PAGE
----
Each year, the BBC conducts a poll of music critics and key industry figures in an attempt to forecast the most promising new talent in the twelve months ahead. Obviously, it’s worth saying that a reductive, graded list of artists in their genesis can never map out the charts of the coming year to total accuracy, and indeed many hugely successful newcomers have been absent from longlists of the past. Nevertheless, winners of ‘The Sound of…’ aggregation polls in the past have included 50 Cent, Keane, Adele, and (in 2011) Jessie J. Last month, the top five artists of ‘The Sound of 2012’ were announced, and with this in mind, let’s take a look ahead at the BBC’s top musical predictions for the year, and how the list compares to years gone by…
The winner of 2012’s poll of experts is perhaps a surprising one. Leading the pack in first place is Michael Kiwanuka, a British musician of Ugandan heritage. An exponent of soul, his triumph marks a move away from the sleekly produced pop of the winners of the last three years, Jessie J, Ellie Goulding, and Little Boots. His influences include Bill Withers and Otis Reading, and he tends towards acoustic arrangements of guitar, soft, jazzy drums and occasional gentle bursts of brass or shimmering strings. His most recent single, Home Again, was released before the poll’s announcement of his win peaked at 29 in the charts. Lianne La Havas, another British soul artist with elements of folk, was also included on the longlist, as well as Jamie N Commons, a throwback blues artist whose equally soulful voice also rests on sparse acoustic arrangements. Dry the River, a folk-indie band whose music is suffused with gospel were also picked out by the experts.
The runner-up is Frank Ocean, an American quasi-rapper who utilizes quiet, chilled beats. His position in the poll points towards the wider inclusion of a high proportion of somewhat unconventional rappers and hip-hop artists. His lyrics still contain explicit and swaggering references to sex, drugs, and violence, but without the overt aggression that typically accompanies these themes (as in the single Novacane). Other rappers who made the longlist but failed to break into the top five include Dot Rotten, who employs touches of grime, and AAP Rocky.
Ranked third in the poll is a rapper musically closer to the norm, but whose unconventionality comes with the fact that she is female. Azealia Banks, from New York, waves the banner for women in a vastly male-dominated genre, though her lyrics, which seem to amount to various attempts at describing penetration, spattered with poorly veiled euphemisms, offer little to the scene. Much more innovative rap can be found in the longlist outside of the top five, in the all-female three piece pop/hip-hop British-Ghanian group Stooshe, who fuse rap with a pop sensibility and funky beats.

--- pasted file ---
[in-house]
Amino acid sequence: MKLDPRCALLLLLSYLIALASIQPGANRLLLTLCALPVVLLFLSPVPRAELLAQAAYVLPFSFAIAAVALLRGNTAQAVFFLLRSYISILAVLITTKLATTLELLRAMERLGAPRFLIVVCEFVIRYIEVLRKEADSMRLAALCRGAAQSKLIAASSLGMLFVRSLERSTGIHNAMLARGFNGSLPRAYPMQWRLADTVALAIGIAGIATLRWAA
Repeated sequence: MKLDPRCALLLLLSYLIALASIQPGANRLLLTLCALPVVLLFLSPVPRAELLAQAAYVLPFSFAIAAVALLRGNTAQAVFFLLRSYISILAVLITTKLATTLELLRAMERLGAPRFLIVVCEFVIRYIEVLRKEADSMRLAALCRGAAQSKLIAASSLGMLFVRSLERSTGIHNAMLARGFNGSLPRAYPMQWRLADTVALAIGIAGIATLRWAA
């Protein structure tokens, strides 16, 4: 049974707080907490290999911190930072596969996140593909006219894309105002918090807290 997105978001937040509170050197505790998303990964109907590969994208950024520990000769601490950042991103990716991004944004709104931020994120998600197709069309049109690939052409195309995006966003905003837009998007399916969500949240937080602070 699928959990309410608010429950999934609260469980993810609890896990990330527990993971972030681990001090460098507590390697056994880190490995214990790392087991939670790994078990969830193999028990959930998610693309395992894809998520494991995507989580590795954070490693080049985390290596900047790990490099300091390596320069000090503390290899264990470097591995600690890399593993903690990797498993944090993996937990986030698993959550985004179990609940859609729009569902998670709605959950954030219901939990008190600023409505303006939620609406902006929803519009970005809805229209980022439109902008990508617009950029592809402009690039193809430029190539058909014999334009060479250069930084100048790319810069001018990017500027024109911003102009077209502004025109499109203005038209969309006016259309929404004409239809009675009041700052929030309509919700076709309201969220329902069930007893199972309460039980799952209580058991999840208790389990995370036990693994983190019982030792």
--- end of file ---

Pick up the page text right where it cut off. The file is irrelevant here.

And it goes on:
The focus on solo artists continues in fourth place with Skrillex, an American dubstep producer and DJ. His inclusion is a little curious, as he arguably had a large fan base before the poll was collated. Skrillex’s dubstep is characteristically highly repetitive, though is also more melodic than many other producers, as well as incorporating elements of prog-rock. His place in the top five marks the first real nod to dubstep since the poll began in 2003, indicating its growing prominence as a genre. He has an album out in June, with the single, Voltage, out now. A second dubstep producer, Flux Pavilion, is also included in the fifteen-strong longlist, suggesting that dubstep will continue to be one of the most burgeoning forces within music in 2012. It also points more widely towards the rise of DJs within popular music, which has seen DJs such as Avicii and Afrojack come to the fore.
The top five is rounded off by Niki & the Dove, a band more in keeping with artists of previous ‘Sound of…’ lists. The Swedish band do electro-pop, but in a kooky way and with edgy soundscapes, as can be heard in DJ, Ease My Mind. Malin Dahlström’s unusual voice evokes Björk and Karin Andersson, aka Fever Ray of The Knife. The band represent the healthiness of indie-pop, but the genre is not as represented as in past years; in 2010 for example, the top five was made up of Marina and the Diamonds, Delphic, Hurts, and The Drums.
Overall then, the poll of 184 of Britain’s top tastemakers seems to suggest a sort of second revival of both urban and soul/folk genres, whilst also indicating the continuation and growth of dubstep. The longlist is largely split between rap/ hip-hop/R&B artists who display aspects of unconventionality in some way, and soulful singer-songwriters who imbue their music with depth of feeling instead of swagger. Additionally, the poll of 2012 clearly recognises dubstep producers and DJs for the first time. The industry experts suggest that electro-pop has taken a back seat in terms of new talent, while indie-rock is absent altogether. The winner, Michael Kiwanuka, with his laid-back vibe and sparse instrumentation, is perhaps the most surprising winner of recent years, but if previous years are anything to go by – and a quick look at the names of the top five artists since 2003 show that they are – we’ll see many of these newcomers rise up the UK charts and into the mainstream. Watch this space…